Jamal is convinced that his man is nothing but an evil person working for Diana, and the notion of their love being real is nothing but a farce. This also feels a little disjointed, but it’s an event that’s used to bring Jamal and Hakeem together – which is rarely seen. I’ve talked about how I think Andre is going to die, but maybe this twist was his death: that is to say the death of his psyche. While Andre is going through his problems, Jamal and Hakeem are finding new life in their new challenges. Jamal unleashed an aggressive side that he was previously thought uncappable of, while Hakeem has become more sensitive and more protective than ever. In many ways these two brothers have borrowed pages out of each other’s books, and so it feels natural when the two of them create a dis track about their lost loves. Corny, sure, but natural.

Lucious has been something of a non-factor. We’ve also moved so far away from the music that it’s hard to say what his role will be in Empire. It seems tough to find a place for him now that Cookie has asserted herself as the main factor on this show. Lucious finds himself constantly promising revenge, but with no real end game in sight it feels like a false promise, or just words for him to say to keep him somewhat relevant.

Overall, we head into the fall season finale with a fantastic twist, but with little to keep us excited. I don’t know if we really care who’s after whom, or any of that. I hope we can return next week either dealing with the DuBois so that we don’t have to hang this plot over the show during the break.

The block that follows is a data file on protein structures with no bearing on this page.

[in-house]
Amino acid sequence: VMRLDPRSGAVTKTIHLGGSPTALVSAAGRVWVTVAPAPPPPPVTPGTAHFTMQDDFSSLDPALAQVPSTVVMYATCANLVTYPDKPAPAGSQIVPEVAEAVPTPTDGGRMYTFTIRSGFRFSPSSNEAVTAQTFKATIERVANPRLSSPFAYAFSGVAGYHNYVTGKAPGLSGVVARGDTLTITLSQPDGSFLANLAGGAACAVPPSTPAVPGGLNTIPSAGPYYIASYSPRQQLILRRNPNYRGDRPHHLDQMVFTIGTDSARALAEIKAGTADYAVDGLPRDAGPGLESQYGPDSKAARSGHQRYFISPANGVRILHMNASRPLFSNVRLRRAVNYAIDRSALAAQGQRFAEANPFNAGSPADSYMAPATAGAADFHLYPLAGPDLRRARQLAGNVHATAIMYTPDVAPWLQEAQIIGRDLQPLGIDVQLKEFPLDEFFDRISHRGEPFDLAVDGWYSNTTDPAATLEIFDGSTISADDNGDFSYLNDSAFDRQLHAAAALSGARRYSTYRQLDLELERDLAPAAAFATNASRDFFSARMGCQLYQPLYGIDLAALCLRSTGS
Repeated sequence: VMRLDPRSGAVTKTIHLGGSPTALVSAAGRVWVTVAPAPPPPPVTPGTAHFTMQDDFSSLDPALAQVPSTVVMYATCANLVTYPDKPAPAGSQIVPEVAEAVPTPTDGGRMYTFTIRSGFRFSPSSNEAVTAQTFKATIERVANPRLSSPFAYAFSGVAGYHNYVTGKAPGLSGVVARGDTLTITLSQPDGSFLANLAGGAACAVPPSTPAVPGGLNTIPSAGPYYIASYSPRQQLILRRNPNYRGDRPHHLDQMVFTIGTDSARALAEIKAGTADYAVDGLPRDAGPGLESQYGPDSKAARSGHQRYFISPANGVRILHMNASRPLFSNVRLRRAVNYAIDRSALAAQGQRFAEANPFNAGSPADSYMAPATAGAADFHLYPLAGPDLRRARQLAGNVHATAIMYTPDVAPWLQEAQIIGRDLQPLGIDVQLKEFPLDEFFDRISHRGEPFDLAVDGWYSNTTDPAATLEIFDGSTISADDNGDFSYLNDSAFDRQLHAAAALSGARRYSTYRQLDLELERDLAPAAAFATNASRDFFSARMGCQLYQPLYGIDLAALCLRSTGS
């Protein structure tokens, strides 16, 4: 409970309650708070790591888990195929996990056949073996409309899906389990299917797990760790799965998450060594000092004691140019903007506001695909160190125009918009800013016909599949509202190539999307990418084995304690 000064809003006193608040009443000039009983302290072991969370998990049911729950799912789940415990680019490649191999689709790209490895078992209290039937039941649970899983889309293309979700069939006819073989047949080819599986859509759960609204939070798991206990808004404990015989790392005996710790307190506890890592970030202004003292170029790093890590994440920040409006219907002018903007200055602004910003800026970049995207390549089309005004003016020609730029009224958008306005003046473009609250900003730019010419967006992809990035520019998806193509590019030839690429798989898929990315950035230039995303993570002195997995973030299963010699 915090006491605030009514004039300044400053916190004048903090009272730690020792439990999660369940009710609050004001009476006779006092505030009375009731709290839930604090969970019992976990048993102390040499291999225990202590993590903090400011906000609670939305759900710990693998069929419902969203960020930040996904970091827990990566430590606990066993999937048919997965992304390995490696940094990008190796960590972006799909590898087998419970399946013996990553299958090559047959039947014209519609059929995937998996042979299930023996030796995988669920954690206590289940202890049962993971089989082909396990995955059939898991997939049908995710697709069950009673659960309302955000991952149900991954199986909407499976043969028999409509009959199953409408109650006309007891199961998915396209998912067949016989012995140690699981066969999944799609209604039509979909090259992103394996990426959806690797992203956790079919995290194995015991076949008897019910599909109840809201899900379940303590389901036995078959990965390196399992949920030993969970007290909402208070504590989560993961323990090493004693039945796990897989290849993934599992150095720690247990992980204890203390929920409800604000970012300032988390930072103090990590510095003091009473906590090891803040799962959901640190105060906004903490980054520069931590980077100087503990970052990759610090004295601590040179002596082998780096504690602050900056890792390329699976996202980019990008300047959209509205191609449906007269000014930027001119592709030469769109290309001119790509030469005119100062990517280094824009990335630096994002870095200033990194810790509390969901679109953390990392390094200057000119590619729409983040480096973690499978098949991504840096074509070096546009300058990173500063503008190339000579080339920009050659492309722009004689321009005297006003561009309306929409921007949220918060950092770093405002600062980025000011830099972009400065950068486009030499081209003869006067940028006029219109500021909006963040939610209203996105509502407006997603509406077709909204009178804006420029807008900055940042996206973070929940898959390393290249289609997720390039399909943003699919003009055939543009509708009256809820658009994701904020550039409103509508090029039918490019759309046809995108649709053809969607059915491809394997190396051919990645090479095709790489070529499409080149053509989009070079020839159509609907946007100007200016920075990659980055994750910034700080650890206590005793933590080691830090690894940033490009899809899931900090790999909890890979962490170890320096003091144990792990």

TB-TV-Grade-B

Season 4, Episode 8 (S04E08)
Empire airs Wednesdays at 9PM on Fox

Read all of our reviews of Empire here.
Read our reviews of more of your favorite shows here.


Arman is a Seattle-based writer who often lives in LA and wants to be in New York. He has worked on Billy on The Street and Black-ish. He also loves sandwiches.
Follow Arman on Twitter: @armanbfar
Keep up with all of Arman’s reviews here.

 | Contributor
Share ThisShare on Facebook0Tweet about this on Twitter0Share on Google+0Share on TumblrPin on Pinterest0Share on Reddit0Print this pageEmail this to someone

One Response to EMPIRE Review: “Cupid Painted Blind”

  1. Don’t feel bad… I fell for it (the twist) too!

    I must say, though, that (unlike you) I’ve really been enjoying this season. I guess Lucious’s struggle to remember, and deal with gradually finding out all the horrible things he has done in his life, struck me as much more organic and entertaining than the the depiction of those events (especially since they were quite familiar from so many movies and TV shows, and a bit “comic book” [over the top] at times).

    By the way, I’m not sure I agree with your use of the word “uncappable” — my first thought was that you mean to type “incapable” and it got auto-corrected (a “feature” I’ve never had to deal with with my old computer). However I see that “uncappable” is actually a word, and I’m wondering if you were having a premonition that the season ending of “Empire” is going to be so outlandish that it is “uncappable”?!

Leave a Response